Payroll Employment Report and the Birth/Death Model

How should we interpret today’s employment report, showing a growth in non-farm payrolls of 88K, a bit less than expected?  There is also an increase in the unemployment rate and a different picture of job growth from the survey of individuals.

This is the real story, with as little technical stuff as we can manage.  If traders or investors want to understand the data — viewed by many as most important — this is as good as we can make it for those without technical background.

Background:  The BLS in Action

The most important thing for investors and traders to understand is that the reports are prepared by civil service employees using professional statistical methods.  They do not change staff or opinions with shifts in partisan control.  They are not biased in favor of a particular outcome.

Nearly all of those commenting on today’s report, and particularly the Birth/Death Model, have never worked in a government agency and never done any forecasting using statistical methods.  Do not listen to them!  Since this is a subject where we can add value for the investment community, we have written extensively on this topic.

[Digression for the record — I was "loaned" from the University of Wisconsin to the Wisconsin Department of Revenue for a couple of years a long time ago.  The DOR did these forecasts for the state.  I also taught graduate classes to mid-career government  professionals.  The courses covered public finance and research methods, among other things.  So I know how these public officials think and what they try to do.]

Imagine that you are attempting to count all of the jobs in the U.S. economy, and you must do it EVERY MONTH.  There is no way to count them.  Compare this to voting, where in the 2000 election we had trouble actually counting the votes of people who showed up at the polls.  (Remember the "hanging chad"?)  There are 130 million jobs.  The result you get is an estimate based upon surveys and statistical techniques.

The monthly job count is the result of a survey, using as your sampling frame the businesses that existed at the start of the year.  This is subject to various sources of error, as follows:

  • Sampling error.  Even when you have a large sample size, there is always sampling error.  It is small in percentage terms, but large in the aggregate.  The sampling error for the jobs report has a standard deviation of about 60k jobs.  (Check here for the best standard English description of this you will see online via my colleague Allen Russell).  That means that 2/3 of the time the reported result will be +/- 60K.  If you want a 95% confidence interval, you need to double that.  This is the result after ALL businesses in the sample send in their forms.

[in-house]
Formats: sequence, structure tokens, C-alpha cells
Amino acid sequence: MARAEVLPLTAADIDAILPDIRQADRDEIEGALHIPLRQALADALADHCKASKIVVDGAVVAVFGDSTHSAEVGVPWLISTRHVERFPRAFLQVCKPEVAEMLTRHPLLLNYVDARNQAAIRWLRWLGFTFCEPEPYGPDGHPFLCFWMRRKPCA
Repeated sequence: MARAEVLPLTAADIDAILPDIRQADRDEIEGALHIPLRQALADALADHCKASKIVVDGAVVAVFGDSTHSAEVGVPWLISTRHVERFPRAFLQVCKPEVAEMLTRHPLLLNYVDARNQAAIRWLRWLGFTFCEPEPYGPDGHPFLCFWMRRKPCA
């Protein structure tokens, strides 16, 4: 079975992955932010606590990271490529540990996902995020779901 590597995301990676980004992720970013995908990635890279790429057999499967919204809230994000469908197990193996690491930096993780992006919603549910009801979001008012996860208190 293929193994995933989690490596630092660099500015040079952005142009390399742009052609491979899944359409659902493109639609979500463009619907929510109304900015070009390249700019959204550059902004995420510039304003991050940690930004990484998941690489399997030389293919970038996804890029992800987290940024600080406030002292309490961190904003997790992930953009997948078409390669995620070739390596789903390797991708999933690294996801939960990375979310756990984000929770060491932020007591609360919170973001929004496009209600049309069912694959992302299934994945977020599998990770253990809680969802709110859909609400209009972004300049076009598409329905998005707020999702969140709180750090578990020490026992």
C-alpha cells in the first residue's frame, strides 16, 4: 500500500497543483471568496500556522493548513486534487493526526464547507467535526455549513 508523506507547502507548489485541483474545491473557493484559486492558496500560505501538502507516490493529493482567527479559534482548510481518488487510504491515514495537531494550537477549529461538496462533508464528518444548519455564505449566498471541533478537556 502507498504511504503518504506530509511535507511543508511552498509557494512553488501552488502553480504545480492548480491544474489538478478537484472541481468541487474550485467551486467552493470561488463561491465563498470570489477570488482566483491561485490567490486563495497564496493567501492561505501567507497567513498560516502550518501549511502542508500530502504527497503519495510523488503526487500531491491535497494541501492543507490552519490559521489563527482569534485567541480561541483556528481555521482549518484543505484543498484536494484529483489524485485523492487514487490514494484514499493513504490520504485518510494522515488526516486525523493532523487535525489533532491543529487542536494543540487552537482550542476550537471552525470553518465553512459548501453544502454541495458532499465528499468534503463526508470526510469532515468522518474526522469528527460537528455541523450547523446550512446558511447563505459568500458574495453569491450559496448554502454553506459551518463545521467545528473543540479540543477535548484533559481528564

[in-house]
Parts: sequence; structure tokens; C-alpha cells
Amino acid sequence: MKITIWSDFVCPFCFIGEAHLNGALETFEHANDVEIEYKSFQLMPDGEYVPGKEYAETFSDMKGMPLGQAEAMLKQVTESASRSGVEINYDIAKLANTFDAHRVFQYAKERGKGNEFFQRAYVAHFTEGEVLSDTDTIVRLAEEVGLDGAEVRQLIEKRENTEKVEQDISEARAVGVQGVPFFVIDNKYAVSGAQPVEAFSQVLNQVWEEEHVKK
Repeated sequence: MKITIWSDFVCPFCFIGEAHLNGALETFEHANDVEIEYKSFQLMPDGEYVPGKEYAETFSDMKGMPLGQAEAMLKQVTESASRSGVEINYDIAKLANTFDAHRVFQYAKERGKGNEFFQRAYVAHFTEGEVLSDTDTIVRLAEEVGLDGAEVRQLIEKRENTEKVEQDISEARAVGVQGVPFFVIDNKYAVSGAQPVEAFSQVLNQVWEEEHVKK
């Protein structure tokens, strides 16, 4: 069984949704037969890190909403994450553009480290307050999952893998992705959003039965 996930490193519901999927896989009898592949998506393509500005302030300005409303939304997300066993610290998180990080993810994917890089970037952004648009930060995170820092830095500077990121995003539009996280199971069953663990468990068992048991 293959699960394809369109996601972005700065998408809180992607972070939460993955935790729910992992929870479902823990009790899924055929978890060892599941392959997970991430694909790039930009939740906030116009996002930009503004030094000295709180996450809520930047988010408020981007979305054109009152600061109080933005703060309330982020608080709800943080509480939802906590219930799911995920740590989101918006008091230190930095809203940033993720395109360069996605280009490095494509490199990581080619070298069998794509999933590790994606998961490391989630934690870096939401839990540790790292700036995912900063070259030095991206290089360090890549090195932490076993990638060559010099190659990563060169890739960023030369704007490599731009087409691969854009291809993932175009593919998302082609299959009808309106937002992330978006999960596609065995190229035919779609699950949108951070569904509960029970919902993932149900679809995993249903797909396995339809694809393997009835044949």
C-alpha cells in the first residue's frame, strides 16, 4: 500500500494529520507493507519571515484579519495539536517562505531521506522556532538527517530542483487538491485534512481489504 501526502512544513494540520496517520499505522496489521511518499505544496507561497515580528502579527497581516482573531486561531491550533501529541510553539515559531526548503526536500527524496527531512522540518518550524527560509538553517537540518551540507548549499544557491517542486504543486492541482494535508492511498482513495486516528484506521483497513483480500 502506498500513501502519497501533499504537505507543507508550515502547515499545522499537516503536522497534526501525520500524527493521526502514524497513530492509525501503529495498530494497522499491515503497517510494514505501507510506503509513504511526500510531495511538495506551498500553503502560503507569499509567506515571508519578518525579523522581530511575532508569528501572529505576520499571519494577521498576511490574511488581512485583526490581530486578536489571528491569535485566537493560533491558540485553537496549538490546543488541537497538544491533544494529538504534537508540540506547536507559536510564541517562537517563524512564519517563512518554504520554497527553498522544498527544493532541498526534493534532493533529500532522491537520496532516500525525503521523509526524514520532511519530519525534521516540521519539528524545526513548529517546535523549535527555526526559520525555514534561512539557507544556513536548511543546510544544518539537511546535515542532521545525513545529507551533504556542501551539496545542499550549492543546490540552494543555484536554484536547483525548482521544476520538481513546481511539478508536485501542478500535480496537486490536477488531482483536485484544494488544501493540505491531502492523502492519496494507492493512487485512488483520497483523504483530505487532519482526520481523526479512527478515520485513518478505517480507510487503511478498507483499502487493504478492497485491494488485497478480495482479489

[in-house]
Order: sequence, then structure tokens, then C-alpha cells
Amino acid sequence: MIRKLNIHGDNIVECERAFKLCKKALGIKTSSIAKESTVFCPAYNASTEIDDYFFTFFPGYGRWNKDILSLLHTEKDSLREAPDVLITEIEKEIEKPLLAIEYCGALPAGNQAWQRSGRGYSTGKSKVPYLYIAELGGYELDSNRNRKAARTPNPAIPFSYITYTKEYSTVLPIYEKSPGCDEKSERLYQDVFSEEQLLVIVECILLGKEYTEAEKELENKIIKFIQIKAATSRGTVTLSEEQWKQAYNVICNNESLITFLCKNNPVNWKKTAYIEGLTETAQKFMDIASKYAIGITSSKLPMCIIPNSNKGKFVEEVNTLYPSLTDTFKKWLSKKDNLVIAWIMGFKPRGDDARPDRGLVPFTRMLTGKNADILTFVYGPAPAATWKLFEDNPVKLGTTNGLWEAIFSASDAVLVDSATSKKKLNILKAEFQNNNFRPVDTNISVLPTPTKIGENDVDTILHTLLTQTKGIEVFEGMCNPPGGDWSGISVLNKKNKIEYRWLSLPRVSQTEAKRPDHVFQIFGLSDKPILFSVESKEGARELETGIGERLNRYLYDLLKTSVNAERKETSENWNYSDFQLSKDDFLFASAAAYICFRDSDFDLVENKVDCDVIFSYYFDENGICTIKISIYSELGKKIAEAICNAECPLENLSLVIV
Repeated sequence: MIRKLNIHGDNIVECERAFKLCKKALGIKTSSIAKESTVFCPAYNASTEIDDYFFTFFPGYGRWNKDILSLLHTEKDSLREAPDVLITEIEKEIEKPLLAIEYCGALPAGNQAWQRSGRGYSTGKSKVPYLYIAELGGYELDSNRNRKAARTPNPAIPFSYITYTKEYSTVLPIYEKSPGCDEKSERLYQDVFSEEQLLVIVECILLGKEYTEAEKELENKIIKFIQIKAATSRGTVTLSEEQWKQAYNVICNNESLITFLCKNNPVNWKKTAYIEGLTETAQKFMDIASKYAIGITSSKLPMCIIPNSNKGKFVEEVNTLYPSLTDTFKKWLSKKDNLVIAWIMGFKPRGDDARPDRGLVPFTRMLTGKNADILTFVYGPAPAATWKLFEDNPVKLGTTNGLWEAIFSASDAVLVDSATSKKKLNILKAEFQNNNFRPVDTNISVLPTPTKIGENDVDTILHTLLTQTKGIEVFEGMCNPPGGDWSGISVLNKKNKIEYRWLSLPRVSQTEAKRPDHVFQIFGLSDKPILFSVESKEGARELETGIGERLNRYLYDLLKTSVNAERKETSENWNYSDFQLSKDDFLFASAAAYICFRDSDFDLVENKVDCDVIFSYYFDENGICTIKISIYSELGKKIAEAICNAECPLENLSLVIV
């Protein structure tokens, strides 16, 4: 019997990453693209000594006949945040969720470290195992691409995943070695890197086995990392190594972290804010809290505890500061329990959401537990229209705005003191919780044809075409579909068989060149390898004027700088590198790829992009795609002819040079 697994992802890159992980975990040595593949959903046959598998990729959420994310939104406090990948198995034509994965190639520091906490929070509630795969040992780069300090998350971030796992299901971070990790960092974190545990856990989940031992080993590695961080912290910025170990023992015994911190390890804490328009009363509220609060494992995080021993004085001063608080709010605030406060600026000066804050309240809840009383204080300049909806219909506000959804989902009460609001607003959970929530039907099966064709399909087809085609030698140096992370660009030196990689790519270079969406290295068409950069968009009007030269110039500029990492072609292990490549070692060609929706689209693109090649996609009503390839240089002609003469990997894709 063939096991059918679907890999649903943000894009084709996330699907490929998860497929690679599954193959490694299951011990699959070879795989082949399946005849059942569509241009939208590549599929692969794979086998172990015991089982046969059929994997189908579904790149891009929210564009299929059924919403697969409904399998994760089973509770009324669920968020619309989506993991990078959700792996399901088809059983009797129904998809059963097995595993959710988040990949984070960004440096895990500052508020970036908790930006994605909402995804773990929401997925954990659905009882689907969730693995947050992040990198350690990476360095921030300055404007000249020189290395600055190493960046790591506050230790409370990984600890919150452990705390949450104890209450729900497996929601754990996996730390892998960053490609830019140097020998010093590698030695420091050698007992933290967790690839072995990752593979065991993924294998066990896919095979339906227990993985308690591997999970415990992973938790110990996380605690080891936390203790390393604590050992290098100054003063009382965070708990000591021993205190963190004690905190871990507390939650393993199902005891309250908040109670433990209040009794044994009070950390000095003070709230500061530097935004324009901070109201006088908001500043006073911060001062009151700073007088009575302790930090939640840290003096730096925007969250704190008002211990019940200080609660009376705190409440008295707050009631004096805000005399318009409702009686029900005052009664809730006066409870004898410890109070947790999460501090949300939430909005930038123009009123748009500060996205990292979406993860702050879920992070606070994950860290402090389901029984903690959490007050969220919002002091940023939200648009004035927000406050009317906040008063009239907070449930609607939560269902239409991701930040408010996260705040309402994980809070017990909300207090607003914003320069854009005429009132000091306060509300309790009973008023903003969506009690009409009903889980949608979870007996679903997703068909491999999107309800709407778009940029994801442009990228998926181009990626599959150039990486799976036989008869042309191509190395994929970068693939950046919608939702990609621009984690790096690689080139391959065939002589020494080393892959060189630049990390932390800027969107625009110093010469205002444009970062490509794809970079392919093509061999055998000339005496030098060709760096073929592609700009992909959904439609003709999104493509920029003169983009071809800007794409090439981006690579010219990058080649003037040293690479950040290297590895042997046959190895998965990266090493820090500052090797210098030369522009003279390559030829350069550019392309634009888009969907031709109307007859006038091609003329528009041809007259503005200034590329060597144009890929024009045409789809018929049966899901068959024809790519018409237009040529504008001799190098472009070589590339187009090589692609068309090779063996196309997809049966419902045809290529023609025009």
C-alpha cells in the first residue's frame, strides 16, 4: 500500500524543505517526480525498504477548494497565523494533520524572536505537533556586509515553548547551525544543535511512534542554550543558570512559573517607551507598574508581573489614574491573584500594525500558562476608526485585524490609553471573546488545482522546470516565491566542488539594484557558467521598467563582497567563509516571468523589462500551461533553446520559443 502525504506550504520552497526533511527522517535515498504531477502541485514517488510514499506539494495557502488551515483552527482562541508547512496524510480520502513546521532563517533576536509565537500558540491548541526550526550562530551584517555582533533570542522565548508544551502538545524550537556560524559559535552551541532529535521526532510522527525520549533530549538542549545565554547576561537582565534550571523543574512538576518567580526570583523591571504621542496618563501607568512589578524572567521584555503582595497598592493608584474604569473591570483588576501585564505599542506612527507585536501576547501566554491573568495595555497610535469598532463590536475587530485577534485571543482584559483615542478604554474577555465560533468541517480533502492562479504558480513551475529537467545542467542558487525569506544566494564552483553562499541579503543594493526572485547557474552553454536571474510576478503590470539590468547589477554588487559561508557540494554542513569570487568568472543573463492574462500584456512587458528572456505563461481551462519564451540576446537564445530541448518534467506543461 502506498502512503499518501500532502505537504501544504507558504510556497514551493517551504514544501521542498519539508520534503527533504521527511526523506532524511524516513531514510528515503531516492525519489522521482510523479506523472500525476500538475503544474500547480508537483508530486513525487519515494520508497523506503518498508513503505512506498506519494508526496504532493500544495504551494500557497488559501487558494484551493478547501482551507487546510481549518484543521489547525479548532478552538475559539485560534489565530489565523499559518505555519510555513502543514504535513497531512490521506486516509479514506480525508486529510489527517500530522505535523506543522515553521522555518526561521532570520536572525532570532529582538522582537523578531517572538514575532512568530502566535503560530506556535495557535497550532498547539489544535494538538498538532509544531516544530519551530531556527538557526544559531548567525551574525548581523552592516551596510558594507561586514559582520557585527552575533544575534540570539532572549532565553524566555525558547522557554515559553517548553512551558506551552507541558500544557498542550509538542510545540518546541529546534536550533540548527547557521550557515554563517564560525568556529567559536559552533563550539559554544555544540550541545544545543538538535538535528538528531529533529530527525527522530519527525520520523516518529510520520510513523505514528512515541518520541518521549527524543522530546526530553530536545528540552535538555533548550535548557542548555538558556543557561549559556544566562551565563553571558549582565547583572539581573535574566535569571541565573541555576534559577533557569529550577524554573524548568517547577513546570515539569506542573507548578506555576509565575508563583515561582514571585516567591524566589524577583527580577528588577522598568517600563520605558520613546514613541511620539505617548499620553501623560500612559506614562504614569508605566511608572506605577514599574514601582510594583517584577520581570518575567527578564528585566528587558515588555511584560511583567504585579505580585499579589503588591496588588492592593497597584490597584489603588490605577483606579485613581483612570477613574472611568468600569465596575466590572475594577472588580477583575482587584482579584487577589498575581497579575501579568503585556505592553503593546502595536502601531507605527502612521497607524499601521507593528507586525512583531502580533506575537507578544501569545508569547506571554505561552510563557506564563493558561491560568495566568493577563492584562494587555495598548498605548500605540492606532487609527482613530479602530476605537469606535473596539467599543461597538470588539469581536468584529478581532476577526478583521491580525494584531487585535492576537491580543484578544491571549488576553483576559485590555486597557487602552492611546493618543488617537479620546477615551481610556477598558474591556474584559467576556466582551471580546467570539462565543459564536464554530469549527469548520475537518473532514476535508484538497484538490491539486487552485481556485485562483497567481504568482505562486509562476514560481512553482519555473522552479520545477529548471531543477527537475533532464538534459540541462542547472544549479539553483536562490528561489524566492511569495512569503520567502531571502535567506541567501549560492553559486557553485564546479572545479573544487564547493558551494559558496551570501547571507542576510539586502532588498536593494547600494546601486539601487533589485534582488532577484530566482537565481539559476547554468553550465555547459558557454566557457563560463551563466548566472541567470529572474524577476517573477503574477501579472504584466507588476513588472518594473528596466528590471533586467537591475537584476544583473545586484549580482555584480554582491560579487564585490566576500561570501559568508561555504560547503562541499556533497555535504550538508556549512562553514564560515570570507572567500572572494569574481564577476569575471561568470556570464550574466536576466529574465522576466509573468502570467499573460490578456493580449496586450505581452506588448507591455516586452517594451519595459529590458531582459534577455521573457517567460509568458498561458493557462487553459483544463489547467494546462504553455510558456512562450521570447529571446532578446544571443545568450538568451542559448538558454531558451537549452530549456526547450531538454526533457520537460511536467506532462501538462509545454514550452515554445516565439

• Revisions.  As we discussed in our Employment Report Preview, the source of the revision is not any tinkering by the government.  It is the result of businesses reporting late.  Did you ever take an extension in filing your tax return?  It has no meaning, unless you think there is a systemic bias to businesses that are late in filing.
  • Non-sampling error.  The original sample does not include new businesses, and it includes other businesses that have failed.  Briefly put, this is a major problem unless there is an exact offset between the two.

So what does our earnest and professional government statistician do?  The only major place to improve is the non-sampling error.  The BLS discovered that they had serious errors without making some adjustment to the original survey.  This was the reason for creating the Birth/Death model.

They state in the description of the methodology that there is a fairly constant relationship between births and deaths of businesses.

Earlier research indicated that while both the business birth and
        death portions of total employment are generally significant, the net
        contribution is relatively small and stable. To account for this net
        birth/death portion of total employment, BLS is implementing an
        estimation procedure with two components: the first component uses
        business deaths to impute employment for business births. This is
        incorporated into the sample-based link relative estimate procedure by
        simply not reflecting sample units going out of business, but imputing
        to them the same trend as the other firms in the sample. 

It seems counter-intuitive to use business deaths to predict births, but they are looking at the data and we are not.  None of the critics are either.  Perhaps the BLS needs to share more about the underlying data.

The major point is that the BLS economists are making an honest and earnest effort to capture job changes missed by the survey.

They check their results with a benchmark revision.  Eventually, they have an actual count of jobs from state data, and they update their model regularly to reflect this.  They do an annual revision for the benchmark and a quarterly revision of their ARIMA time series modeling.  (This is a standard method.  Like other forecasters, we use it frequently.  Readers should look with suspicion on the comments of anyone who does not seem to understand this method).